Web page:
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Anoushka Shankar celebrates 20 years of genre-defying music with ‘Reflections’ | Music | stltoday.com

Anoushka Shankar celebrates 20 years of genre-defying music with ‘Reflections’ | Music | stltoday.com

Anoushka Shankar celebrates 20 years of genre-defying music with ‘Reflections’ | Music | stltoday.com
March 09
09:01 2019

Anoushka Shankar’s 20-year career as a sitar player and composer has explored a wide enough expanse of musical territory that “Reflections,” a compilation album released last week, could have gone in any number of different directions.

“As you can imagine, I put a few versions together,” Shankar, a six-time Grammy nominee, says by phone from her home in London.

“Usually, I really only look at any one particular album at a time when I’m making it. I’ve never really sat and looked at the journey through all of my albums to see if I could find a thread through them. It was difficult because, obviously, you could make very different stories and moods in a compilation.”

She made one, she says, that was mellow and meditative, then another that was upbeat and energetic. “Finally, I just tried to find the right balance,” she says.

That balance required that she pay attention to the various aspects of her career: the intricate, improvisatory Indian classical music taught to her by her father, world-renowned sitar player and composer Ravi Shankar; cross-cultural experiments, including journeys into electronica and flamenco music; and collaborations with vocalists, including her half-sister Norah Jones.

Shankar started playing sitar at age 7 — “My parents had a small one made for me. It was still quite intimidating.” She made her recording debut at 13 and at 15 appeared on her father’s album “Chants of India,” which was produced by George Harrison. Her debut album under her own name, “Anoushka,” appeared in 1998, when she was 17.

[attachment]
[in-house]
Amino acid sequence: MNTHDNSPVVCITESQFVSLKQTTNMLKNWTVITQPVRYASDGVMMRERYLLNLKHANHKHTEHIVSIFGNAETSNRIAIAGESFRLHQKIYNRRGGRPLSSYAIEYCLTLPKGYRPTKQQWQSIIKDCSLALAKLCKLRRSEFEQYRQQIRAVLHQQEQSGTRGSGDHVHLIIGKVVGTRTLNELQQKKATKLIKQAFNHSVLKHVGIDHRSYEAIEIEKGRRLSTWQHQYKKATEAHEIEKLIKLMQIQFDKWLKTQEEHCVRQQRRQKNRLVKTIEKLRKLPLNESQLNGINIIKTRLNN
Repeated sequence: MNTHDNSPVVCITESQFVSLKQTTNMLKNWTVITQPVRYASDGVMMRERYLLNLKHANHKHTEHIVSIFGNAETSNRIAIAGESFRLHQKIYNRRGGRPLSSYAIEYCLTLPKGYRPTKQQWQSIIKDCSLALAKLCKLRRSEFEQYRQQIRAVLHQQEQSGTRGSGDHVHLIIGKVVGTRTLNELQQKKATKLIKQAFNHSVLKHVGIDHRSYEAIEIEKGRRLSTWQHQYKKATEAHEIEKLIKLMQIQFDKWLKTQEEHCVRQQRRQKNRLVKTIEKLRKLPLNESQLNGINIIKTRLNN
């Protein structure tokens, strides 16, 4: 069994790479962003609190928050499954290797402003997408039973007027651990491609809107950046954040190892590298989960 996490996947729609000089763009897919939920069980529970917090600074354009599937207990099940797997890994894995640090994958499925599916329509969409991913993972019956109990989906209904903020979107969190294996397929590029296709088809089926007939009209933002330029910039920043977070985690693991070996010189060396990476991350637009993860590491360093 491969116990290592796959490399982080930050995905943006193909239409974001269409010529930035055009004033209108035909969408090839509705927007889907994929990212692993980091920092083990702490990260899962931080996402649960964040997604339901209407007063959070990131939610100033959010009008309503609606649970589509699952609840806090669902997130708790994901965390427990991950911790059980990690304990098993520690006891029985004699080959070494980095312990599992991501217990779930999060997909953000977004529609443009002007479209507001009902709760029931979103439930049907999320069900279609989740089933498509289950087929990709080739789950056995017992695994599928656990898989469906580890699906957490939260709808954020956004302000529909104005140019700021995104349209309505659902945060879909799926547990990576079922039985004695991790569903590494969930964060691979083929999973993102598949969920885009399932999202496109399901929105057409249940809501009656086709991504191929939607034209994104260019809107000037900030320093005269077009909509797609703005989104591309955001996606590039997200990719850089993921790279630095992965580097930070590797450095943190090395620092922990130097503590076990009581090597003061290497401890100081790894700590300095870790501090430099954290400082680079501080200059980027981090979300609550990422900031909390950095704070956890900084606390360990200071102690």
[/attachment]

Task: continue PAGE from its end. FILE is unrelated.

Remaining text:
Being the daughter of Ravi Shankar certainly opened doors for her, but it took her own talent and determination to become more than just an echo of her father’s legacy.

“My father was a pioneer and a leader in the things he did and the way he did them,” she says. “But it’s not just that he was the pure classicist and I’m not, you know? He was a great innovator and experimenter. But if I were to follow exactly the way he did it, I wouldn’t be finding anything new to say.”

It didn’t hurt that, as she grew up in London, Delhi and Los Angeles, Shankar was a bit of a rave kid. Electronic instruments and dance rhythms began to make their way into her sound as early as her 2005 album “Rise,” which she produced herself.

“From there it kind of plays across different albums,” she says. “For me, it felt like, growing up, I had this very sort of intense experience with Indian classical music and learning and performing it. To be a traveler in that wild, psychedelic world of dance music felt like the complete polar opposite. But there were a lot of similarities in what I was getting out of both kinds of music. So that set me up to have a really broad range and to have an open mind about music.”

Being taught by her father, she admits, was an occasionally intense experience. She didn’t always know that she wanted to follow in his footsteps, but even during periods of doubt, she continued to practice.

“I lived with my teacher and he was my father and he practiced every day so I practiced every day and we practiced every day together,” she says.

She recalls an interview that George Harrison gave in which he talked about being a student of Ravi Shankar and about how strict and demanding a teacher he was. And then he mentioned Anoushka.

“He said, ‘Yeah, I really feel sorry for her because she can’t escape him!’” she says with a laugh. “That sums up the beauty and the intensity at the same time.”

Despite the popularity of her father’s work, Westerners regard the sitar as an exotic instrument, and it’s still not widely heard. Shankar is helping to break down those barriers, but it’s a work in progress.

“What is amazing about the sitar can also end up being difficult for it,” she says.

“Even though my father had a really successful career before the ’60s, that kind of insane pop-culture splash that happened was so massive. People hear the sitar and immediately think, you know, flying carpets and tie-dyed T-shirts and wafting smoke.

“One of the things I’m trying to do is still respect the instrument and its culture but also kind of demystify it — not play it in a context that is just instrumental and exotic, you know? That feels important to me.”

What Anoushka Shankar • When 8 p.m. Thursday • Where Sheldon Concert Hall & Art Galleries, 3648 Washington Boulevard • How much $15-$45 • More info 314-534-1111; metrotix.com

Source: Anoushka Shankar celebrates 20 years of genre-defying music with ‘Reflections’ | Music | stltoday.com

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Martin Nethercutt

Martin Nethercutt

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